By Don Fraser, St. Catharines Standard
Mental health challenges are daunting for young people.
Depression, self-harm and emotional disturbances can require constant professional help to ensure children, and their families, are safe and that a healing plan is in place.
These issues won’t necessarily resolve themselves when a child becomes an adult, and needs new services.
Young clients and their families can be frustrated, and sometimes slip through the cracks when transitioning to adult mental-health care providers, from those that focus on youth.
With this in mind, the boards of the Canadian Mental Health Association – Niagara and Pathstone Mental Health are joining forces to fill those gaps for clients who “age out.”
Discussions are continuing at their respective boards about how they can better work together to develop services that are more seamless and responsive, to ensure continuity.
Pathstone CEO Shaun Baylis said the initiative also flows from a provincial government drive to improve access to care in that way across Ontario.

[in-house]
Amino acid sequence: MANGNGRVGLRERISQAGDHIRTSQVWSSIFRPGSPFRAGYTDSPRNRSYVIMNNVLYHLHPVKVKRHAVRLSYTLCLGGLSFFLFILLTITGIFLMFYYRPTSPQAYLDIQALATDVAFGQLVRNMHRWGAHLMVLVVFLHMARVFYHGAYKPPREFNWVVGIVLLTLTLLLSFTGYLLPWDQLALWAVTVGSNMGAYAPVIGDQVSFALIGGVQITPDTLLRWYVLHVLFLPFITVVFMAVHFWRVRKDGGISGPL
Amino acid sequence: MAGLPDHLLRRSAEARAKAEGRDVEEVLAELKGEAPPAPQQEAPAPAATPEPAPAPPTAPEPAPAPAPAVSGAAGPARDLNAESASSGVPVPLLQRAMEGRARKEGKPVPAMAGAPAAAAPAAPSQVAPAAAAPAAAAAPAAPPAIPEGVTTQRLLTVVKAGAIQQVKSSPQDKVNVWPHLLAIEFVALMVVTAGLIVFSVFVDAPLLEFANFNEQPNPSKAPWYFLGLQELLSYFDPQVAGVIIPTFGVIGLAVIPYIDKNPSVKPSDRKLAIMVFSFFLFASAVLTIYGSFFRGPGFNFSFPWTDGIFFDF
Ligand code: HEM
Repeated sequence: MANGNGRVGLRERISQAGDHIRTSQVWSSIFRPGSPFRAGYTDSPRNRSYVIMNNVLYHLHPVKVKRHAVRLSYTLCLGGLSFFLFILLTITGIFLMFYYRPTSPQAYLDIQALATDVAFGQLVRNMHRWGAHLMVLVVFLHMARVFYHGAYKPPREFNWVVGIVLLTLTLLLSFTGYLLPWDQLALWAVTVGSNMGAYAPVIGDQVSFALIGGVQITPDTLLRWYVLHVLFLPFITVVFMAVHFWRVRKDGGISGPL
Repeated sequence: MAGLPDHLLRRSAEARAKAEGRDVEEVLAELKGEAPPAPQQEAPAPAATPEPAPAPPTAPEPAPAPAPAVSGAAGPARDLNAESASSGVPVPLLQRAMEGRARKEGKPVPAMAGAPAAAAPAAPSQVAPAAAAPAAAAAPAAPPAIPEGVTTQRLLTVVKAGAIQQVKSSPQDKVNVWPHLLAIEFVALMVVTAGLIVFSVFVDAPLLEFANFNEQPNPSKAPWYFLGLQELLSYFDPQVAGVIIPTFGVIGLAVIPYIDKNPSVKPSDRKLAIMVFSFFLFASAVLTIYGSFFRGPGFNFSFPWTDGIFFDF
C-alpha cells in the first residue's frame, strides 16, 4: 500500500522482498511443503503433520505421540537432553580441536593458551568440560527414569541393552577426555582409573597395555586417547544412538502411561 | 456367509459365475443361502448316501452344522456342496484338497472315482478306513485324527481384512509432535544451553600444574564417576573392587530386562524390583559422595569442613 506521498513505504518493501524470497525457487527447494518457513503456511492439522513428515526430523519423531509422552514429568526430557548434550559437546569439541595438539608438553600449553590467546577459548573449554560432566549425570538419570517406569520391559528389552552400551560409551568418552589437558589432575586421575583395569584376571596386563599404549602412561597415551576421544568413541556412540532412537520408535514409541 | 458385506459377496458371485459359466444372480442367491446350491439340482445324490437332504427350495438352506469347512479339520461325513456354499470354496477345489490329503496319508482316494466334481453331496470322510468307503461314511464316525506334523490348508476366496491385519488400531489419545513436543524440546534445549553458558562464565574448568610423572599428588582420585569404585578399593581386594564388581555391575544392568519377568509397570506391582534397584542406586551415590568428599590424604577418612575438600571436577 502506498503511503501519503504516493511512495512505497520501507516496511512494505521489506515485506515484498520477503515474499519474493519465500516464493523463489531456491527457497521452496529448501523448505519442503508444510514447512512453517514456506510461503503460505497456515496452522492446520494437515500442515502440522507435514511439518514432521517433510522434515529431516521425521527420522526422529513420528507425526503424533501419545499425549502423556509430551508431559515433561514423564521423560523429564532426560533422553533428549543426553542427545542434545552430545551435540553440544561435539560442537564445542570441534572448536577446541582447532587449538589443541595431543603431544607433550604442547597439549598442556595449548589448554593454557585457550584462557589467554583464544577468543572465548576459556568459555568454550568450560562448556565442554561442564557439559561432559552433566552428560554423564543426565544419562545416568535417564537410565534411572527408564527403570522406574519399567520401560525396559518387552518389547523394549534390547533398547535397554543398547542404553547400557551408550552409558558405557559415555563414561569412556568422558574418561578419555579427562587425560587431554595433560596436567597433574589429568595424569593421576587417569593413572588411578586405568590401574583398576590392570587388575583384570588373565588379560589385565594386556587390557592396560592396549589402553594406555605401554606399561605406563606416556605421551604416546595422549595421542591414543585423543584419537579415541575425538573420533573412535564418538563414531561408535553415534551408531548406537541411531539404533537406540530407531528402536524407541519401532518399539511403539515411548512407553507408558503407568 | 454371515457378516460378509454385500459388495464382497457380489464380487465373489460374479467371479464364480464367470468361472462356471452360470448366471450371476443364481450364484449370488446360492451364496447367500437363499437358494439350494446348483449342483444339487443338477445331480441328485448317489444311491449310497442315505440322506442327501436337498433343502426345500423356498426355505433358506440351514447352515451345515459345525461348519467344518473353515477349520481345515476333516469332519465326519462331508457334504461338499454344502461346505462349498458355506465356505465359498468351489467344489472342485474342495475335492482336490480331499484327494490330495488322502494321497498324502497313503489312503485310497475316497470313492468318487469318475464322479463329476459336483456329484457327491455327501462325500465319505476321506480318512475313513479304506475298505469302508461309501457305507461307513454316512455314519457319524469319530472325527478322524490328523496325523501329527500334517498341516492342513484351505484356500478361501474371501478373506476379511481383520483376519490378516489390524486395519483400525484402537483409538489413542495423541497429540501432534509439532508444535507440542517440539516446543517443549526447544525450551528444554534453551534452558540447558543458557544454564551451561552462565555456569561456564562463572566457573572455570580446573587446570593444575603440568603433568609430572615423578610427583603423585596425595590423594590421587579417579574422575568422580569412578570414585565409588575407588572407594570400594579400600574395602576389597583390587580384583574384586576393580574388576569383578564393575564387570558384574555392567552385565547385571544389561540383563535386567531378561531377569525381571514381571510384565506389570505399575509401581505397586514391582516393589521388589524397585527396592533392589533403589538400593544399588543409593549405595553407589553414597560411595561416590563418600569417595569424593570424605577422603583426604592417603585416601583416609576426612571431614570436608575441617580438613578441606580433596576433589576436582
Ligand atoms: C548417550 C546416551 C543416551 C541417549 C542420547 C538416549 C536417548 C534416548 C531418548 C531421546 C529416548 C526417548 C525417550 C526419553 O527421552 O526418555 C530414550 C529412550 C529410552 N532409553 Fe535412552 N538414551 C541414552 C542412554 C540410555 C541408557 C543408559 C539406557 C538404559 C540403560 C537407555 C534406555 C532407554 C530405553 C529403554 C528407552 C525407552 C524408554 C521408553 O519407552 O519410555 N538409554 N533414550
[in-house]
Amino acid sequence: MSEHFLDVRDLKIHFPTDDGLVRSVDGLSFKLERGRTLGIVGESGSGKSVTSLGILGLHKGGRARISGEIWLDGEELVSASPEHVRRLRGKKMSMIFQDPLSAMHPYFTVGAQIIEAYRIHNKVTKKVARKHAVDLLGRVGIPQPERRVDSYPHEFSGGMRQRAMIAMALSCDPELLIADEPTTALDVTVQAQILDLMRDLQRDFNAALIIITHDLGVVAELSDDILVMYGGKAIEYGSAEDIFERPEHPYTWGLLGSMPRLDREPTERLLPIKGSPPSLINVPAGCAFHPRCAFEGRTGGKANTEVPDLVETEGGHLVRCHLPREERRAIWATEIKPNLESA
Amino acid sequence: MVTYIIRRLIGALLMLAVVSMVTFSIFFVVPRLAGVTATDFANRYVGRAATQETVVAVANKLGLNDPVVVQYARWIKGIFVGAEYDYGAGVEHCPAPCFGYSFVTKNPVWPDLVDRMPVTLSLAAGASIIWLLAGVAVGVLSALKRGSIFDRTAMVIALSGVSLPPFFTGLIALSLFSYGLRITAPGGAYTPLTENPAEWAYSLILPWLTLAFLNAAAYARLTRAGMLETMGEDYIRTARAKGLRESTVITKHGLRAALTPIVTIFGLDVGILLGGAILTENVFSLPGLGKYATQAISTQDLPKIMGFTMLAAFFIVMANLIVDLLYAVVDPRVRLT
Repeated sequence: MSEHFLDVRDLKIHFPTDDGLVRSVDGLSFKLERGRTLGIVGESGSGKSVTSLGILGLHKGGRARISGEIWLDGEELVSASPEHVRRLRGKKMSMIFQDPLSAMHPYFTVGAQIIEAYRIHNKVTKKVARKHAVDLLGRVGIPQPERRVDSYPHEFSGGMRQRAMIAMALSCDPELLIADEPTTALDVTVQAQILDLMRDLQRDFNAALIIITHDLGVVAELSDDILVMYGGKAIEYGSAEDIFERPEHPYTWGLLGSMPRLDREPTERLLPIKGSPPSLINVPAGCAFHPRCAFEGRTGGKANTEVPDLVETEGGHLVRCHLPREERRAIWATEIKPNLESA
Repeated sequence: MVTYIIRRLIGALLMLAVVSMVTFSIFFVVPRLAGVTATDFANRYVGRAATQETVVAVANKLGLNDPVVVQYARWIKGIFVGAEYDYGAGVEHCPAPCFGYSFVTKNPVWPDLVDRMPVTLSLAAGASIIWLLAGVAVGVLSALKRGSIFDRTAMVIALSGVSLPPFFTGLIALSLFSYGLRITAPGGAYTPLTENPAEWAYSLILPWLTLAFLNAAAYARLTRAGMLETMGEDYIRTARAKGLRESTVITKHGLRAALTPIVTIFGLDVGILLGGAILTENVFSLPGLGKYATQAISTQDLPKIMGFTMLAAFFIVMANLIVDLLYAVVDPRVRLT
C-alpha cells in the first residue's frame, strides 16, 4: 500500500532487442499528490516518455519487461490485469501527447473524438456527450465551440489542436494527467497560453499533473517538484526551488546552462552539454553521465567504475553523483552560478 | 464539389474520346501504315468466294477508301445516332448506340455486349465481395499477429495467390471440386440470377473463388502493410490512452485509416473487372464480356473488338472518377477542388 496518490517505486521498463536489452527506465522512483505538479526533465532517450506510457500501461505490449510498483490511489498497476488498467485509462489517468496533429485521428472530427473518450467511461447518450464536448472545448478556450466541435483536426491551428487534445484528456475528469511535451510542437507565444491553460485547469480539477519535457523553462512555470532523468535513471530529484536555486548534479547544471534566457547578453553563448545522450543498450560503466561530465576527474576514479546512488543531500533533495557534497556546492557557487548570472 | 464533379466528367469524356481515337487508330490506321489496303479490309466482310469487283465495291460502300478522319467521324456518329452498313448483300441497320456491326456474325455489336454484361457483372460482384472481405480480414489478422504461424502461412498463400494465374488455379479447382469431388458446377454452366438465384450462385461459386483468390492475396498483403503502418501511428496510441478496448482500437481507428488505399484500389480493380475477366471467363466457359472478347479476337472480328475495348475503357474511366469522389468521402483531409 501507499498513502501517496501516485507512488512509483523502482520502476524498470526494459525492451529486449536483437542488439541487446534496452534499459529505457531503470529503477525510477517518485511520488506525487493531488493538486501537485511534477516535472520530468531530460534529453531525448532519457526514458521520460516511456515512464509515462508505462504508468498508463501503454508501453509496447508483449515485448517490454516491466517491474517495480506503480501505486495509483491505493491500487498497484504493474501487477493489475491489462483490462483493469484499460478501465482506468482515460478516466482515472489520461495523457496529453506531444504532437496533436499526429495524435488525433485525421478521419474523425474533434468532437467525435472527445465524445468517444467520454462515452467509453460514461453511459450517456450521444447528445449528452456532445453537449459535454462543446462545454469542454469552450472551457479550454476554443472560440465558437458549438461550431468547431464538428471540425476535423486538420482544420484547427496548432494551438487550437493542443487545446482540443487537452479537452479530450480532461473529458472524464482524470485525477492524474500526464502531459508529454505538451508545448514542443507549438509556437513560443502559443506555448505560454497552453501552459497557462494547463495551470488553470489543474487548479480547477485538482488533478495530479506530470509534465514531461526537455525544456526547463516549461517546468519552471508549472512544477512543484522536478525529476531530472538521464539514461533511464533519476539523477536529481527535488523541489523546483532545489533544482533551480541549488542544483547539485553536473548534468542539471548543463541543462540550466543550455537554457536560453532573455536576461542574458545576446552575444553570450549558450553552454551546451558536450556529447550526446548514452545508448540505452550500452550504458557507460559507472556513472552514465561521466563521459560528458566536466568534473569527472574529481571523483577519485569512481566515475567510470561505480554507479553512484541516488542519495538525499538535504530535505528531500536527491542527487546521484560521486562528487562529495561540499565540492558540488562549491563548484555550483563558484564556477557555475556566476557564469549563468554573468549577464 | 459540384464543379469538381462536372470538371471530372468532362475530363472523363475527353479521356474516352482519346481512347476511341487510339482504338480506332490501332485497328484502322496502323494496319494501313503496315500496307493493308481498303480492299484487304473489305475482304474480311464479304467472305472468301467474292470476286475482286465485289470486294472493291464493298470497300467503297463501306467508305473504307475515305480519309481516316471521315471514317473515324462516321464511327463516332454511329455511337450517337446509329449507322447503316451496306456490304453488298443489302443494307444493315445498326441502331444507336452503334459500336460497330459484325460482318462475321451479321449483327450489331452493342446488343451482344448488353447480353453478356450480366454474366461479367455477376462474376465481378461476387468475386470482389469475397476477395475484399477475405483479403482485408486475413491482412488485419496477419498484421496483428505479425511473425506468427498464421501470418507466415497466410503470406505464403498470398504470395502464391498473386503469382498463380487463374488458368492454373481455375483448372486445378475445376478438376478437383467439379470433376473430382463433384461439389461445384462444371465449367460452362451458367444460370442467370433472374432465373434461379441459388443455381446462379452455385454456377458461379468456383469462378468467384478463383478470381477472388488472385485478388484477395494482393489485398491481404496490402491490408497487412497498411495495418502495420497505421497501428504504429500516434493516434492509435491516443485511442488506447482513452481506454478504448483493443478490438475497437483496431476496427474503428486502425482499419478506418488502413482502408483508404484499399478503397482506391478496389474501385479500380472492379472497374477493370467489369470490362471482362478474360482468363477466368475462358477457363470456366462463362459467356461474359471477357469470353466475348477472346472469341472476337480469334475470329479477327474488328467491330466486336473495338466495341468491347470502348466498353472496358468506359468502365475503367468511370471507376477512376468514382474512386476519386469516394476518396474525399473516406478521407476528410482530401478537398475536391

“It’s been a real gap in the system. … we need to find the means to make this transition much smoother for them,” said Baylis.
“When you have two specific locations for children and adults, there isn’t (that transfer) that can occur without developing protocols, understandings or having teams working together,” he said.
“This is what both boards are working toward, to have that collaborative spirit and continuum of care so kids can … have those services carry on for them.”
Baylis said examples of this might include crisis services or specialized housing.
George Kurzawa, executive director of CHMC – Niagara, said his organization would explore opportunities to “blend our services, so that we can provide a more seamless service for the youth.”
Among areas where co-operation is already happening is via “mobile, crisis on the street services we do with the police.” Through that, a social worker does a ride-along with a Niagara Regional Police officer in shifts that involve interactions with youth. The interventions can include crisis calls from families.
“We’re looking at closer co-operation with (those programs), so we can provide more effective and quicker resources for people,” Kurzawa said.
“Both boards are very much committed to doing better for our youth and the transitional age group.
Each board has strong representation from the family-client community it serves: “They are people who know the … system and who have experienced it, or are directly experiencing it themselves,” Kurzawa said.